The Birds (1963)
In the town of Bodega Bay, California, citizens begin to experience random and violent bird attacks. While this could also be considered a creature feature, the psychological tension created by the film's mood is unmatched. This film is another Hitchcock classic.
Eyes Without a Face (1960)
Released in 1960, this aesthetic French horror film is a twisted treat for the eyes—even if it will disturb you. Dr. Génessier is a plastic surgeon who accidentally disfigures his daughter disfigured—forcing her to wear a mask. Determined to make up for the trauma he inflicted upon his daughter, Génessier kidnaps women and slices them up—with the hope that he’ll be able to graft their surgically removed features onto his daughter’s face.
Vampires are creatures of the night who have made such an impact within the world of monsters that they’ve built up a following big enough to warrant their own subgenre. Based off of the bloodsucking, undead folklore from around the world, horror films centered on vampirism have taken a turn for either the highly creative or the deeply trite over the years. But what films sired the enthralling subgenre of vampire horror?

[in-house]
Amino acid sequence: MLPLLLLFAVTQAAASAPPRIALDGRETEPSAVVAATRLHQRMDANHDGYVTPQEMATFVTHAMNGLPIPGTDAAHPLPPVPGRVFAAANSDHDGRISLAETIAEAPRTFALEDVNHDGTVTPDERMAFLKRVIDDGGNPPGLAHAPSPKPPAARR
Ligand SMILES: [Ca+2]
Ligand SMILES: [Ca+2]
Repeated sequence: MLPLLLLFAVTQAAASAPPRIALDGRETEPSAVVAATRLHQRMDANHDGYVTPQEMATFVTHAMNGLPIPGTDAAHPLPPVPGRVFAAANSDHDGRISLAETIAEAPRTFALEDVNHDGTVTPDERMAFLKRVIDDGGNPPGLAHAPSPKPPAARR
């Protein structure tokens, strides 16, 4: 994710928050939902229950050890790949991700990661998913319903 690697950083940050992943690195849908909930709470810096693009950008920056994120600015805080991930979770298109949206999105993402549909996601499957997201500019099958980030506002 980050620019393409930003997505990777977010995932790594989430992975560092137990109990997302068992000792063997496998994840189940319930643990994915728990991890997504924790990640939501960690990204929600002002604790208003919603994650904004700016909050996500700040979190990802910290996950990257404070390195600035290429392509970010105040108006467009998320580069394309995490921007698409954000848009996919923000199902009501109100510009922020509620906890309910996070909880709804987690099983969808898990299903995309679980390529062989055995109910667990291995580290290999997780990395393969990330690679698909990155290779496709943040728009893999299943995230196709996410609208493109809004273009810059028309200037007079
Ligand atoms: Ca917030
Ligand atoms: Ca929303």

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Based on the classic novel of the same name by Bram Stoker, this film follows Transylvanian vampire Dracula (Bela Lugosi), who turns the locals of an English town into his unwitting victims.
Fright Night (1985)
Teenager Charley Brewster (William Ragsdale) makes the terrifying discovery that his new neighbor, Jerry Dandrige (Chris Sarandon), is a nefarious vampire. To protect all he holds dear, Charley teams up with washed-up horror actor Peter Vincent (Roddy McDowall).
The Lost Boys (1987)
When a family moves to the California town of Santa Carla, the teenage brothers get pulled into a world of trouble. As the older Michael (Jason Patric) gets mixed up with a dangerous gang of vampires led by David (Kiefer Sutherland), the younger Sam (Corey Haim) teams up with the Frog brothers (Corey Feldman and Jamison Newlander) who claim to be vampire hunters.
Interview with the Vampire (1994)